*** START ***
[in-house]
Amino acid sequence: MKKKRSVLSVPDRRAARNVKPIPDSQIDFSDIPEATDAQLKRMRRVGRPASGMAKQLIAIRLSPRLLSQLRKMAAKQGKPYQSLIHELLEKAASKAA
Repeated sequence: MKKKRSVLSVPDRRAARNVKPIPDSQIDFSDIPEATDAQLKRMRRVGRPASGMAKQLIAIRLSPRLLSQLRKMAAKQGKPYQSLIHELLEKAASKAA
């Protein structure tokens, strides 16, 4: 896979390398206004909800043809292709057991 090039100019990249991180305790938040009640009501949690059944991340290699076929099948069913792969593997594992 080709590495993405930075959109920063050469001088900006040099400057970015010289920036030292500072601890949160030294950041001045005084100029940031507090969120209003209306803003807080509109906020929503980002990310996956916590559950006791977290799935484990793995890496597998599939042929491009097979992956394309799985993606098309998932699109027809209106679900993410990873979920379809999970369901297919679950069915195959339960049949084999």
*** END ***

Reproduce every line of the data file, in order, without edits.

[in-house]
Amino acid sequence: MKKKRSVLSVPDRRAARNVKPIPDSQIDFSDIPEATDAQLKRMRRVGRPASGMAKQLIAIRLSPRLLSQLRKMAAKQGKPYQSLIHELLEKAASKAA
Repeated sequence: MKKKRSVLSVPDRRAARNVKPIPDSQIDFSDIPEATDAQLKRMRRVGRPASGMAKQLIAIRLSPRLLSQLRKMAAKQGKPYQSLIHELLEKAASKAA
């Protein structure tokens, strides 16, 4: 896979390398206004909800043809292709057991 090039100019990249991180305790938040009640009501949690059944991340290699076929099948069913792969593997594992 080709590495993405930075959109920063050469001088900006040099400057970015010289920036030292500072601890949160030294950041001045005084100029940031507090969120209003209306803003807080509109906020929503980002990310996956916590559950006791977290799935484990793995890496597998599939042929491009097979992956394309799985993606098309998932699109027809209106679900993410990873979920379809999970369901297919679950069915195959339960049949084999």